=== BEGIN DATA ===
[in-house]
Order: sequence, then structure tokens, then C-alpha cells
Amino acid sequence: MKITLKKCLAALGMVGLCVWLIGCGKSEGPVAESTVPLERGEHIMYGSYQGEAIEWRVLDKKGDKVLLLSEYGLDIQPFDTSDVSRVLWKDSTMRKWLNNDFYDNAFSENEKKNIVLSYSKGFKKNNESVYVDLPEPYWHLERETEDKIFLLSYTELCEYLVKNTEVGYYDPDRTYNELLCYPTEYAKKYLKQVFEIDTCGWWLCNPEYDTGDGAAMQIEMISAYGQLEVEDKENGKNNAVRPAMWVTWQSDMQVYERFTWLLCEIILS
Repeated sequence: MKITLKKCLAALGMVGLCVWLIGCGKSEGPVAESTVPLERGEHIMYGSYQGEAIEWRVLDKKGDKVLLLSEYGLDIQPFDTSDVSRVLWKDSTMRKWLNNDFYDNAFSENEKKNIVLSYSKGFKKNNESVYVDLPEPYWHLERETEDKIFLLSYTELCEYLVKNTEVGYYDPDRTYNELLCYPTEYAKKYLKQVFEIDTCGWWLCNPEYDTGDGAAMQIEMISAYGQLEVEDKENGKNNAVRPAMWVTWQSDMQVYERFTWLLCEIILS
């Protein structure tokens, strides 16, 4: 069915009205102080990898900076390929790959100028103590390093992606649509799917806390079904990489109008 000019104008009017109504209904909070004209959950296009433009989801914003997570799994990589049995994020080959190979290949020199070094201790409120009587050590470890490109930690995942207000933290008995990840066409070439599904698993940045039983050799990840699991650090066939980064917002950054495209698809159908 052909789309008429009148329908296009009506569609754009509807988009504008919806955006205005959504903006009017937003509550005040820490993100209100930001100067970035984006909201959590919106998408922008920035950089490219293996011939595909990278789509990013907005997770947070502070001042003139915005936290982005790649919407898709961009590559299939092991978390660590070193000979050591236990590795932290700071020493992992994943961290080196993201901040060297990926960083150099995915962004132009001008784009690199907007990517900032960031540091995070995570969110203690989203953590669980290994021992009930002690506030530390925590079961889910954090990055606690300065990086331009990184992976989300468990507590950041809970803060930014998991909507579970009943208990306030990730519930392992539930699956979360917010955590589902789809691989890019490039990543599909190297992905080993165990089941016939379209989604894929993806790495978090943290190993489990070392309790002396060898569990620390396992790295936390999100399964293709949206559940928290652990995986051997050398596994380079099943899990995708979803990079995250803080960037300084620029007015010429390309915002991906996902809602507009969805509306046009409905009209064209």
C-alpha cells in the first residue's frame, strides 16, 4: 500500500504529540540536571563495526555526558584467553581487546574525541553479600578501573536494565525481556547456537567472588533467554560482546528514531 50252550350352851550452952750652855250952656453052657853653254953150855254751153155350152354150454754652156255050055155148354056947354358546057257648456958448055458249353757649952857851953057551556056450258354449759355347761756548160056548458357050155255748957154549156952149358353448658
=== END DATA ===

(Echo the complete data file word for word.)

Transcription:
[in-house]
Order: sequence, then structure tokens, then C-alpha cells
Amino acid sequence: MKITLKKCLAALGMVGLCVWLIGCGKSEGPVAESTVPLERGEHIMYGSYQGEAIEWRVLDKKGDKVLLLSEYGLDIQPFDTSDVSRVLWKDSTMRKWLNNDFYDNAFSENEKKNIVLSYSKGFKKNNESVYVDLPEPYWHLERETEDKIFLLSYTELCEYLVKNTEVGYYDPDRTYNELLCYPTEYAKKYLKQVFEIDTCGWWLCNPEYDTGDGAAMQIEMISAYGQLEVEDKENGKNNAVRPAMWVTWQSDMQVYERFTWLLCEIILS
Repeated sequence: MKITLKKCLAALGMVGLCVWLIGCGKSEGPVAESTVPLERGEHIMYGSYQGEAIEWRVLDKKGDKVLLLSEYGLDIQPFDTSDVSRVLWKDSTMRKWLNNDFYDNAFSENEKKNIVLSYSKGFKKNNESVYVDLPEPYWHLERETEDKIFLLSYTELCEYLVKNTEVGYYDPDRTYNELLCYPTEYAKKYLKQVFEIDTCGWWLCNPEYDTGDGAAMQIEMISAYGQLEVEDKENGKNNAVRPAMWVTWQSDMQVYERFTWLLCEIILS
């Protein structure tokens, strides 16, 4: 069915009205102080990898900076390929790959100028103590390093992606649509799917806390079904990489109008 000019104008009017109504209904909070004209959950296009433009989801914003997570799994990589049995994020080959190979290949020199070094201790409120009587050590470890490109930690995942207000933290008995990840066409070439599904698993940045039983050799990840699991650090066939980064917002950054495209698809159908 052909789309008429009148329908296009009506569609754009509807988009504008919806955006205005959504903006009017937003509550005040820490993100209100930001100067970035984006909201959590919106998408922008920035950089490219293996011939595909990278789509990013907005997770947070502070001042003139915005936290982005790649919407898709961009590559299939092991978390660590070193000979050591236990590795932290700071020493992992994943961290080196993201901040060297990926960083150099995915962004132009001008784009690199907007990517900032960031540091995070995570969110203690989203953590669980290994021992009930002690506030530390925590079961889910954090990055606690300065990086331009990184992976989300468990507590950041809970803060930014998991909507579970009943208990306030990730519930392992539930699956979360917010955590589902789809691989890019490039990543599909190297992905080993165990089941016939379209989604894929993806790495978090943290190993489990070392309790002396060898569990620390396992790295936390999100399964293709949206559940928290652990995986051997050398596994380079099943899990995708979803990079995250803080960037300084620029007015010429390309915002991906996902809602507009969805509306046009409905009209064209």
C-alpha cells in the first residue's frame, strides 16, 4: 500500500504529540540536571563495526555526558584467553581487546574525541553479600578501573536494565525481556547456537567472588533467554560482546528514531 50252550350352851550452952750652855250952656453052657853653254953150855254751153155350152354150454754652156255050055155148354056947354358546057257648456958448055458249353757649952857851953057551556056450258354449759355347761756548160056548458357050155255748957154549156952149358353448658